Turkey suffering 'rights rollback' under Erdoğan: HRW
Human Rights Watch accused the government over the last nine months of seeking to curb the independence of the judiciary and weaken the rule of law in a bid to halt corruption probes. AA PhotoTurkey is undergoing a “worrying rollback” on human rights as the government is taking “far-reaching steps to weaken the rule of law, control the media and Internet, and clamp down on critics and protestors,” Human Rights Watch (HRW) reported Sept. 29.
HRW accused the government of seeking to curb the independence of the judiciary and weaken the rule of law in a bid to halt a corruption probe over the past nine months.
“Turkey is undergoing a worrying rollback of human rights,” HRW said in its report on Turkey, accusing the government of “increasing intolerance of political opposition, public protest and critical media.”
President Recep Tayyip Erdoğan has also shown no mood for compromise following pro-tests last year sparked by plans to redevelop Gezi Park in Istanbul, the report emphasized.
“The government feels no hesitancy to intervene in the criminal justice system when its interests are threatened,” said HRW, pointing to the replacement of thousands of employ-ees in the security forces and legal system who were alleged members of a “parallel state,” a term used by the government to define those who work in state institutions and use their duties to benefit the Gülen movement. The authorities have gone on the offensive against opponents after corruption allegations, blaming them on U.S.-based Islamic scholar Fe-thullah Gülen, the report said.
“Turkey is unlikely to succeed in moving closer to Europe unless Turkey’s leaders take steps to reverse the rollback on rights and strengthen the rule of law,” said HRW’s Turkey researcher and author of the report, Emma Sinclair-Webb.
“Over the past year, Erdoğan’s AKP has responded to political opposition by tearing up the rule book, silencing critical voices, and wielding a stick,” said Sinclair-Webb. “For the sake of Turkey’s future and the rights of its citizens, the government needs to change course and protect rights instead of attacking them.”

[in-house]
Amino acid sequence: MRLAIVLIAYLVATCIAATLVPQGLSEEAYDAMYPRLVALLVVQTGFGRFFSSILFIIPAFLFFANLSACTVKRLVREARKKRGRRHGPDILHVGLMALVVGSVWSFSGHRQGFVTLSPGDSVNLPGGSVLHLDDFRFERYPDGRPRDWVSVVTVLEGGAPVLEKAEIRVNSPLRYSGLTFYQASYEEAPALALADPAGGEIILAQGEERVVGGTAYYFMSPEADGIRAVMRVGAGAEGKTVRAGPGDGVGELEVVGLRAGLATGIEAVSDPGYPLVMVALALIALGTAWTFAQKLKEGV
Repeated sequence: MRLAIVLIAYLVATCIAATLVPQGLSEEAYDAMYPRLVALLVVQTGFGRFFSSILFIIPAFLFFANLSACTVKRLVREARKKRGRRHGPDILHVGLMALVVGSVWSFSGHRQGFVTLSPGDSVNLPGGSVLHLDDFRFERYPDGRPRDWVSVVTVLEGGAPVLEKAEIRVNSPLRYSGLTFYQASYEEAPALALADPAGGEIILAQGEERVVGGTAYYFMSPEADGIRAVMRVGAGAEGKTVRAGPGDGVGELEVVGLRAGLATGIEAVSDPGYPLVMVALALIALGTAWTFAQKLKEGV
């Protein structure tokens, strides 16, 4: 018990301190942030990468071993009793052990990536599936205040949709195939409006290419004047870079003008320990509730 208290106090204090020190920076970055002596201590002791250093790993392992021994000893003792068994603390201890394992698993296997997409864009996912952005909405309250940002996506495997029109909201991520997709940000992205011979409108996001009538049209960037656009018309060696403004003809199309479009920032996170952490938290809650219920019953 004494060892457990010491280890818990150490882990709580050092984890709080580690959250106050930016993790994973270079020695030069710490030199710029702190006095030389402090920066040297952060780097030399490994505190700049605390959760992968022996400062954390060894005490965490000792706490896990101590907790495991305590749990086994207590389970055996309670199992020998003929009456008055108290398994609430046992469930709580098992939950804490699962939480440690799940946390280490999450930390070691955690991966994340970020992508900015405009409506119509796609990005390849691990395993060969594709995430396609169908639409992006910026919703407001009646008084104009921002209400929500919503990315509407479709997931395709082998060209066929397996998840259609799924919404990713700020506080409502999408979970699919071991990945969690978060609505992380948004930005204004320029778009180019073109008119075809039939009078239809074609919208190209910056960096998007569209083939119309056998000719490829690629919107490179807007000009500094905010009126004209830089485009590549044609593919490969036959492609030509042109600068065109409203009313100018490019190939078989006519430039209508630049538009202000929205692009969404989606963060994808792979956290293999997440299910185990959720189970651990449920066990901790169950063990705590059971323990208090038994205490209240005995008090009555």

The New York-based rights group said there had been “near impunity” for police violence in the 2013 protests, with the jailing this month for almost eight years of a policeman who killed a protester in Ankara a “rare moment of accountability.”
Meanwhile, at least 5,500 people have been put on trial across the country for their in-volvement in the protests. The report recommended Turkey drop cases against Taksim Sol-idarity representatives and others who participated in Gezi Park protests, exercising their right to free assembly and expression, and also drop coup charges and other charges against 35 individuals associated with the çArşı football fan group for exercising their right to free assembly and expression during the May-June 2013 Gezi protests. It also called on the government to end the excessive use and misuse of tear gas while policing protests and hold to account officers who bear responsibility for either conduct.
HRW also expressed alarm at an April 2014 law granting immunity to personnel of the National Intelligence Organization (MİT) unless the organization gives express permission for it to be removed.
There has also been impunity for past abuses by the authorities, notably the lack of pros-ecutions over a December 2011 air strike that killed 34 villagers who were wrongly sus-pected of being outlawed Kurdistan Workers’ Party (PKK) militants.
Investigations into a wave of killings and disappearances of Kurds that took place from 1993 to 1995 will soon fall under a 20-year statute of limitations.
Under Erdoğan’s rule, large parts of the media, and in particular television, have followed a pro-government line and do nothing to challenge it, HRW reported.
“The space for independent, nonaligned and critical journalism in Turkey has shrunk,” HRW said, pointing to the case of two journalists for daily Taraf, who were prosecuted for leaking details of a secret meeting in a Nov. 13, 2013, report.
While Erdoğan and the ruling Justice and Development Party (AKP) have won successive elections with large majorities, the authorities “appear to take the view that majoritarian power takes precedence over the rule of law,” the report said.
The report stressed that reforms were needed to support the Kurdish peace process, strengthen the independence of the criminal justice system, combat violence against wom-en and impunity for serious human rights abuses, and improve Turkey’s record on free speech, media freedom and the rights to assembly and association.